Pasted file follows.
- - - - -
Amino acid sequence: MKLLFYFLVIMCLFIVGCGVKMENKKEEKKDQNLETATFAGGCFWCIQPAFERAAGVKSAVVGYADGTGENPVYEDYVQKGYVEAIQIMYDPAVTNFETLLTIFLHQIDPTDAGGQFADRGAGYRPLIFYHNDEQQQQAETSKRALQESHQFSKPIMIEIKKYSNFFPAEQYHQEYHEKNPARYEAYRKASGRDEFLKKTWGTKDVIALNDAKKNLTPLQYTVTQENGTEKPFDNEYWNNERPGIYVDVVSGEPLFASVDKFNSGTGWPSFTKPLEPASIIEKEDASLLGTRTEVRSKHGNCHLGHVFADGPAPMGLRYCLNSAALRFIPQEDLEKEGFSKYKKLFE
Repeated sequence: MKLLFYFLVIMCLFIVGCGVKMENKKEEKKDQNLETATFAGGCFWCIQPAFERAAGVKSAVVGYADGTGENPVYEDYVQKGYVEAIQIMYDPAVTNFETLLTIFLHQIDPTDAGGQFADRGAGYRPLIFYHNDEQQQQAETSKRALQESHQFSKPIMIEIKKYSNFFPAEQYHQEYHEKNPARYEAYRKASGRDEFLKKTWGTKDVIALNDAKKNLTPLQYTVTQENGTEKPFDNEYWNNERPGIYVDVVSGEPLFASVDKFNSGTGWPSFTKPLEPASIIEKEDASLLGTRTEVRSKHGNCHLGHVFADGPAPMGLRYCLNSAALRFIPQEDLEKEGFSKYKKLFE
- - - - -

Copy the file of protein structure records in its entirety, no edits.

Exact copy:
Amino acid sequence: MKLLFYFLVIMCLFIVGCGVKMENKKEEKKDQNLETATFAGGCFWCIQPAFERAAGVKSAVVGYADGTGENPVYEDYVQKGYVEAIQIMYDPAVTNFETLLTIFLHQIDPTDAGGQFADRGAGYRPLIFYHNDEQQQQAETSKRALQESHQFSKPIMIEIKKYSNFFPAEQYHQEYHEKNPARYEAYRKASGRDEFLKKTWGTKDVIALNDAKKNLTPLQYTVTQENGTEKPFDNEYWNNERPGIYVDVVSGEPLFASVDKFNSGTGWPSFTKPLEPASIIEKEDASLLGTRTEVRSKHGNCHLGHVFADGPAPMGLRYCLNSAALRFIPQEDLEKEGFSKYKKLFE
Repeated sequence: MKLLFYFLVIMCLFIVGCGVKMENKKEEKKDQNLETATFAGGCFWCIQPAFERAAGVKSAVVGYADGTGENPVYEDYVQKGYVEAIQIMYDPAVTNFETLLTIFLHQIDPTDAGGQFADRGAGYRPLIFYHNDEQQQQAETSKRALQESHQFSKPIMIEIKKYSNFFPAEQYHQEYHEKNPARYEAYRKASGRDEFLKKTWGTKDVIALNDAKKNLTPLQYTVTQENGTEKPFDNEYWNNERPGIYVDVVSGEPLFASVDKFNSGTGWPSFTKPLEPASIIEKEDASLLGTRTEVRSKHGNCHLGHVFADGPAPMGLRYCLNSAALRFIPQEDLEKEGFSKYKKLFE